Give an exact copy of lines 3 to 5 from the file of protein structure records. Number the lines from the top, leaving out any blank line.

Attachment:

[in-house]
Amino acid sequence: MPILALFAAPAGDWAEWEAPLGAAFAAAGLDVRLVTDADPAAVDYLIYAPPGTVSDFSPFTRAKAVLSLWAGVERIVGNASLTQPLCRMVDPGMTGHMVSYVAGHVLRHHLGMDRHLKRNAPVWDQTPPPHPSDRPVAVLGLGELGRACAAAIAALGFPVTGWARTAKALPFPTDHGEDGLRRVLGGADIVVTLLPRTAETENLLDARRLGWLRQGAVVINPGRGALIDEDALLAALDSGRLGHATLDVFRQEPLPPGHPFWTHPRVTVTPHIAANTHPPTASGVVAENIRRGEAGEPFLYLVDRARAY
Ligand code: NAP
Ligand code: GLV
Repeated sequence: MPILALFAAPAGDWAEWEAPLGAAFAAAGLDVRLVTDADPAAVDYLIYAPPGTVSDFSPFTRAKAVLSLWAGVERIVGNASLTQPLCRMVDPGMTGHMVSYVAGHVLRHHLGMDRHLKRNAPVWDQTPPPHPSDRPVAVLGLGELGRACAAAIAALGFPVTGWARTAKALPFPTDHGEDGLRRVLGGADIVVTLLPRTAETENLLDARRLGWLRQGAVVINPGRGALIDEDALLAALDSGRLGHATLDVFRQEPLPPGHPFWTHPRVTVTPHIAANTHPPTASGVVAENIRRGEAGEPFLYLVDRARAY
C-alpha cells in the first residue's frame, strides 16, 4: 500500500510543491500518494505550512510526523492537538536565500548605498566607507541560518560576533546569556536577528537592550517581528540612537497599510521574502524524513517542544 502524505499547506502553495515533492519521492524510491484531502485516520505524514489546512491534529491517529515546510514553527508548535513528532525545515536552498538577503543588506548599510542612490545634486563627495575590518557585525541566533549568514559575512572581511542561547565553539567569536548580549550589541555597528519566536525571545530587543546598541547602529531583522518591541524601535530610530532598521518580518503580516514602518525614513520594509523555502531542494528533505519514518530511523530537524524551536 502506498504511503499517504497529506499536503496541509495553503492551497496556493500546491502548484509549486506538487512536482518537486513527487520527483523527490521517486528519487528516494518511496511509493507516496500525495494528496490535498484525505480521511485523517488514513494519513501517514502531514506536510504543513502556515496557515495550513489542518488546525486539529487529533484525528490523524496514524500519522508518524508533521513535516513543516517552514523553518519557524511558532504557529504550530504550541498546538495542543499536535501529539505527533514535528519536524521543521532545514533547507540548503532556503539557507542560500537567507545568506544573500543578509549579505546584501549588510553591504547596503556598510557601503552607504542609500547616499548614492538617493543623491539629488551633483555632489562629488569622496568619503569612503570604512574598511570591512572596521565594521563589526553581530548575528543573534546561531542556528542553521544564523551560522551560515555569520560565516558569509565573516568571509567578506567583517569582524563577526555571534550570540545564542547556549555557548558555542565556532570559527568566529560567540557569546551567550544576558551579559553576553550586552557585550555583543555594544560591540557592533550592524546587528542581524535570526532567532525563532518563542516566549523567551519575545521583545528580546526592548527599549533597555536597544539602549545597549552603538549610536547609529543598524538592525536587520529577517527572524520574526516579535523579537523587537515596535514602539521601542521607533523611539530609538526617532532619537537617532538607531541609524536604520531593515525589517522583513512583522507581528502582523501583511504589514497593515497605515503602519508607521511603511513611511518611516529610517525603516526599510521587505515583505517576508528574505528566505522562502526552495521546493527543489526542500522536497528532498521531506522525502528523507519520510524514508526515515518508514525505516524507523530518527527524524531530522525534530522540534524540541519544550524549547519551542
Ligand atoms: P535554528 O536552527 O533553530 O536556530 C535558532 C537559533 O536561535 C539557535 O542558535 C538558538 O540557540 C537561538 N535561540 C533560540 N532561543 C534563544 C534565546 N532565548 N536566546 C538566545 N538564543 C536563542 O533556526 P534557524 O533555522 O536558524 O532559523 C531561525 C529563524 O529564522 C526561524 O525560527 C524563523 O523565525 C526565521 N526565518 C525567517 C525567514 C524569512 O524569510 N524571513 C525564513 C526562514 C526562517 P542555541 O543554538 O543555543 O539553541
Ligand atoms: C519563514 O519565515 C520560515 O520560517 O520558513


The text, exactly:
Ligand code: NAP
Ligand code: GLV
Repeated sequence: MPILALFAAPAGDWAEWEAPLGAAFAAAGLDVRLVTDADPAAVDYLIYAPPGTVSDFSPFTRAKAVLSLWAGVERIVGNASLTQPLCRMVDPGMTGHMVSYVAGHVLRHHLGMDRHLKRNAPVWDQTPPPHPSDRPVAVLGLGELGRACAAAIAALGFPVTGWARTAKALPFPTDHGEDGLRRVLGGADIVVTLLPRTAETENLLDARRLGWLRQGAVVINPGRGALIDEDALLAALDSGRLGHATLDVFRQEPLPPGHPFWTHPRVTVTPHIAANTHPPTASGVVAENIRRGEAGEPFLYLVDRARAY